Turnout 113,226 20.1 n/a
Democratic Primary, 2016: New York District 10[8]
Party Candidate Votes % ±%
Democratic Jerry Nadler (incumbent) 25,527 89.6 n/a
Democratic Oliver Rosenberg 2,949 10.4 n/a
Majority 22,578 79.3 n/a
Turnout 28,476 5.1 n/a
U.S. House election, 2016:
New York's 10th congressional district[9]
Party Candidate Votes % ±%
Democratic Jerry Nadler (incumbent) 170,286 77.5 n/a
Republican Philip Rosenthal 49,530 22.5 n/a
Majority 120,756 55 n/a
Turnout 219,816 39.4 n/a
U.S. House election, 2018:
New York's 10th congressional district[9]
Party Candidate Votes % ±%
Democratic Jerry Nadler (incumbent) 173,095 82.1 n/a
Republican Naomi Levin 33,692 16.0 n/a
Majority 173,095 82 n/a
Turnout 210,714 100 n/a
U.S. House election, 2020:
New York's 10th congressional district[9]
Party Candidate Votes %
Democratic Jerry Nadler 181,215 65.5
Working Families Jerry Nadler 25,095 9.1
Total Jerry Nadler (incumbent) 206,310 74.6
Republican Cathy Bernstein 61,045 22.1
Conservative Cathy Bernstein 5,844 2.1
Total Cathy Bernstein 66,889 24.2
Libertarian Michael Madrid 3,370 1.2
Total votes 276,569 100.0
Democratic hold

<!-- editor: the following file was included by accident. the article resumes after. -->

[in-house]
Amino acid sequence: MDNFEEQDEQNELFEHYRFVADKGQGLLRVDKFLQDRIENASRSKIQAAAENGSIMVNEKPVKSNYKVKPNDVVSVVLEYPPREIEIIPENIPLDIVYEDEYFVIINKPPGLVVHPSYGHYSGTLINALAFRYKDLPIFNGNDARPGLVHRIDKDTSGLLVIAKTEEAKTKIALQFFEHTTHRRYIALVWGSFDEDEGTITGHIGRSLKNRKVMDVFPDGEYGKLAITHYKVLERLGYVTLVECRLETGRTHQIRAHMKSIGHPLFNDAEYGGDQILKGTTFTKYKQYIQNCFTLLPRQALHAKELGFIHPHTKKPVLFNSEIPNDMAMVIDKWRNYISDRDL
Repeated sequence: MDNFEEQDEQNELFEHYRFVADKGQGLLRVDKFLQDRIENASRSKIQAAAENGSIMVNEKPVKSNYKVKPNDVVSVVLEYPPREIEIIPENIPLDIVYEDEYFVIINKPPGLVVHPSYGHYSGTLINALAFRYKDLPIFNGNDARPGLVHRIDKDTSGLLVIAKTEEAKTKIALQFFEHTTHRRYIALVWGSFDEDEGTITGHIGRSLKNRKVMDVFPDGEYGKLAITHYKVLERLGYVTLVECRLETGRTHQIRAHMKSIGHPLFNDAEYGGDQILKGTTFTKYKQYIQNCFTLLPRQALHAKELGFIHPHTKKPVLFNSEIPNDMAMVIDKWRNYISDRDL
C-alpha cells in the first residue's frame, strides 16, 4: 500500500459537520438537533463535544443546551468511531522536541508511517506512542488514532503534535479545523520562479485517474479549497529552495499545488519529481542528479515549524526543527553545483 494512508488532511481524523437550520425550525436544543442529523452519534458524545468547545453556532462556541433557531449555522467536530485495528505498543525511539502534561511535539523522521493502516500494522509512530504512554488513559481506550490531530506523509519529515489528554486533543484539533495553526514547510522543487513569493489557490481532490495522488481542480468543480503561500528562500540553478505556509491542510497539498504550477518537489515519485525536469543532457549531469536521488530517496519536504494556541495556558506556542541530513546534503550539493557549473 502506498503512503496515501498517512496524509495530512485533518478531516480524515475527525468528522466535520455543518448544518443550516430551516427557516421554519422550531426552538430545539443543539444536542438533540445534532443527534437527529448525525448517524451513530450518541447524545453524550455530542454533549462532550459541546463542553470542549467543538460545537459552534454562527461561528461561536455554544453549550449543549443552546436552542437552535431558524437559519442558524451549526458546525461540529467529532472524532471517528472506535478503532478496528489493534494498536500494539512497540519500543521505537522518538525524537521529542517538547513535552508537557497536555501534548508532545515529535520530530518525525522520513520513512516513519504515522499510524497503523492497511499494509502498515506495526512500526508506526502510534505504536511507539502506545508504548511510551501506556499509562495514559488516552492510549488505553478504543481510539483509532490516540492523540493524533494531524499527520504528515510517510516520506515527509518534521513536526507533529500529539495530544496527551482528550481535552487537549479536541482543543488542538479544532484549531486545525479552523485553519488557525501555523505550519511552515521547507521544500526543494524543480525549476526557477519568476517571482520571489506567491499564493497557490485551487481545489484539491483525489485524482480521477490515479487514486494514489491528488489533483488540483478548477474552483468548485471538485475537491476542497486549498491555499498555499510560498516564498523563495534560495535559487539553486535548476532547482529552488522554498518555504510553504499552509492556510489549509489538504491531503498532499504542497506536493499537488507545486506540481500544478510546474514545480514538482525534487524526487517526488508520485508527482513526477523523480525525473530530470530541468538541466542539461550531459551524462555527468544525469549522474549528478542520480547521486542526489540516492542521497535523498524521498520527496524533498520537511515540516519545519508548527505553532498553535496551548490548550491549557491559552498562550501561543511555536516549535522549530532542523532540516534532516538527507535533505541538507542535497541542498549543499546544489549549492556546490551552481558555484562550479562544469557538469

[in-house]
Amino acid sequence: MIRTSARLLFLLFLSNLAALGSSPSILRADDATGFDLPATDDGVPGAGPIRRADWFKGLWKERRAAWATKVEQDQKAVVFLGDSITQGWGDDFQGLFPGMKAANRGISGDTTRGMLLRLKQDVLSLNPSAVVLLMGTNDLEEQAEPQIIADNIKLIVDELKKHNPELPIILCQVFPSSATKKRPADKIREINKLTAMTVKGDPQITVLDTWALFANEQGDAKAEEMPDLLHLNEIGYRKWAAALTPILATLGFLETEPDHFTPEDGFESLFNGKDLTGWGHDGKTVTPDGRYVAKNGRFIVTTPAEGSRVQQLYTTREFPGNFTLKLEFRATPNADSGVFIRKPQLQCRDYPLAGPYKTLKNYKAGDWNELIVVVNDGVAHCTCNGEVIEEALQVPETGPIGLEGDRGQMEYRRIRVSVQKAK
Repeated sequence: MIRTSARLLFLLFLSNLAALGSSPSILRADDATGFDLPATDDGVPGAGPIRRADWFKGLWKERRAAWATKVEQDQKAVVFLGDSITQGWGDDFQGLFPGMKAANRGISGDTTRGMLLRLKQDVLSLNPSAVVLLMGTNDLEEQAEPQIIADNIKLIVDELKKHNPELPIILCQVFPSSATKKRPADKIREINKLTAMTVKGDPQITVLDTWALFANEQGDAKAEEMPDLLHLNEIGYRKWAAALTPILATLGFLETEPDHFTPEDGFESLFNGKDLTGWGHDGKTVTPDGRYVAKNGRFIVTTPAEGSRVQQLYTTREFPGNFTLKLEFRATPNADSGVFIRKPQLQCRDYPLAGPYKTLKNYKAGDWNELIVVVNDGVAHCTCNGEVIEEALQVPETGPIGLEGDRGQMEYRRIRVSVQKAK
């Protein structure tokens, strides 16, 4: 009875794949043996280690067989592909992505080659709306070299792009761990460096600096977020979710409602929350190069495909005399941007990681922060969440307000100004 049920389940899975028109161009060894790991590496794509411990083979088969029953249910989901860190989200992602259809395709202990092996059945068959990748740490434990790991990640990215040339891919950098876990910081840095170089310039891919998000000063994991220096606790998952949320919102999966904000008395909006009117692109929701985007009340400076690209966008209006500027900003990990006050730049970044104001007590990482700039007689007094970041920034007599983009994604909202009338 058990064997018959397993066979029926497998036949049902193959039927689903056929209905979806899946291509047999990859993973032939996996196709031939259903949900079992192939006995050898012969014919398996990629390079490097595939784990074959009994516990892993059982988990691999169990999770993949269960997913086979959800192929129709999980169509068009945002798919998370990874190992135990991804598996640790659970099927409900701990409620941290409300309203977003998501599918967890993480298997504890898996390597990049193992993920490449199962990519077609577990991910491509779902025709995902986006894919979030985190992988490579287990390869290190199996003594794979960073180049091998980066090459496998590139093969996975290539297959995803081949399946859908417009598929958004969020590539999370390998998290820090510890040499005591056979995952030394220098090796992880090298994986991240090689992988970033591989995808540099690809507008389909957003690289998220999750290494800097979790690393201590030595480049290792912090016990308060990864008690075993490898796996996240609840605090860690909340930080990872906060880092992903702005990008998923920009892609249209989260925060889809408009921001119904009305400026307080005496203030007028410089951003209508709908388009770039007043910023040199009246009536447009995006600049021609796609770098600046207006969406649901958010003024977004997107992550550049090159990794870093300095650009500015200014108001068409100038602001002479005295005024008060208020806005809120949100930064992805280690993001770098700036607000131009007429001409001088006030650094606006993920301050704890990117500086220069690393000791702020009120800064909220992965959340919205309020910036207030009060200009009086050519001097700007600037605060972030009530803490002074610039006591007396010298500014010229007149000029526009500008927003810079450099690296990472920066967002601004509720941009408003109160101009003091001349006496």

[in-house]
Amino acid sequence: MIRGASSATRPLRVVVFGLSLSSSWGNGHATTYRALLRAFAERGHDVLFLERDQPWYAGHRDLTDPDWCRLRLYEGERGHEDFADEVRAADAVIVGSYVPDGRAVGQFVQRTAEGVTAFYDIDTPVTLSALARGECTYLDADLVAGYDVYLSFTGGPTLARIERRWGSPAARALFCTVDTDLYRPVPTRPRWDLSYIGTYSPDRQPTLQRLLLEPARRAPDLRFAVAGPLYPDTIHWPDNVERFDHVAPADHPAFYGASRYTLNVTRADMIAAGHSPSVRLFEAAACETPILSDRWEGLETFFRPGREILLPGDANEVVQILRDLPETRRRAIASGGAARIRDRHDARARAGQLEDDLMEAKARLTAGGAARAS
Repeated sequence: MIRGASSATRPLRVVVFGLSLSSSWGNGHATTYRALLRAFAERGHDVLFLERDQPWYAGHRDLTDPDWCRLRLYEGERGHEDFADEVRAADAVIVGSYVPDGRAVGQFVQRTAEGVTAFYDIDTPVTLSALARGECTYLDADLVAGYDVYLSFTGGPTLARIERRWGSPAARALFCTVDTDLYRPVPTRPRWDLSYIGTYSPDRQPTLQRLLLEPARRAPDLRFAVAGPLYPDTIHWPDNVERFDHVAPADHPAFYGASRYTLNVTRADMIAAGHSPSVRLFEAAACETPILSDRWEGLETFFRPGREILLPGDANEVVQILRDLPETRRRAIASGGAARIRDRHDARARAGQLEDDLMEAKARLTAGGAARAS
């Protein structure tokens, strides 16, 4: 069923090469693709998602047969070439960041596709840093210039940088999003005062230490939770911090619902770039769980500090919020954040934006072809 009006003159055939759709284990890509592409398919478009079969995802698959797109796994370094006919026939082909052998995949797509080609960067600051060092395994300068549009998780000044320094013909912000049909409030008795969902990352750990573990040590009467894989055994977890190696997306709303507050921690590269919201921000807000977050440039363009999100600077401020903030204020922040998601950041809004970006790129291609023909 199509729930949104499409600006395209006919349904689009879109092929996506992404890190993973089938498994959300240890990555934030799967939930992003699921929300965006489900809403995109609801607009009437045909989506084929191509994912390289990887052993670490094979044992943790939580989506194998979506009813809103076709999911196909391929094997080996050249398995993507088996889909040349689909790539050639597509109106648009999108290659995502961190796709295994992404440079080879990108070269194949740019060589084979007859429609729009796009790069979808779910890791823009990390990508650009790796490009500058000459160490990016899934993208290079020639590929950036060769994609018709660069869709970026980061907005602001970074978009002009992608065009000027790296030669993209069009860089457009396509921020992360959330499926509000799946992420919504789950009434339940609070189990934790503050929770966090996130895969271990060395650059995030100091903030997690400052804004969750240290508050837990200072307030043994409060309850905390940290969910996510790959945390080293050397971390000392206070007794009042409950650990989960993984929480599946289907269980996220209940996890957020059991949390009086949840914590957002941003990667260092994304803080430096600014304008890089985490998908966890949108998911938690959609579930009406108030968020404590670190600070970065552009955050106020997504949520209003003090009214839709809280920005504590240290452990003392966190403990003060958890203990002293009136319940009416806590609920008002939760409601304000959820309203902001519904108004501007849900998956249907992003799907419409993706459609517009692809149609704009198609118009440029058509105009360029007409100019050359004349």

Historical district boundaries

2003 - 2013
2003 - 2013

See also

Notes

  1. ^ "New York congressional districts by urban and rural population and land area". United States Census Bureau. June 8, 2017. Archived from the original on November 21, 2019. Retrieved November 21, 2019.
  2. ^ "My Congressional District". US Census Bureau. Retrieved December 10, 2019.
  3. ^ "Introducing the 2021 Cook Political Report Partisan Voter Index". The Cook Political Report. April 15, 2021. Retrieved April 15, 2021.
  4. ^ "New York congressional districts by urban and rural population and land area". United States Census Bureau. Retrieved December 11, 2014.
  5. ^ "2014 Jewish Maps of the United States by Congressional District (Comenetz)".
  6. ^ "The Art of the Gerrymander - 11 of 11". POLITICO Magazine. Retrieved June 28, 2019.
  7. ^ November Election, 1870. Complete Statement of the Official Canvass, in Detail of the Election Held November 8, 1870, Giving the Vote of Each Election District, with Proceedings of County And State…. Volume II. County of New York. 1871. p. 2031. Retrieved March 13, 2009. |volume= has extra text (help)CS1 maint: others (link)
  8. ^ "New York House Races Results". Politico. Retrieved July 13, 2016.
  9. ^ a b c "New York U.S. House 10th District Results: Jerrold Nadler Wins - Election Results 2016". The New York Times. Retrieved February 24, 2017.

References

This page was last edited on 9 May 2021, at 08:11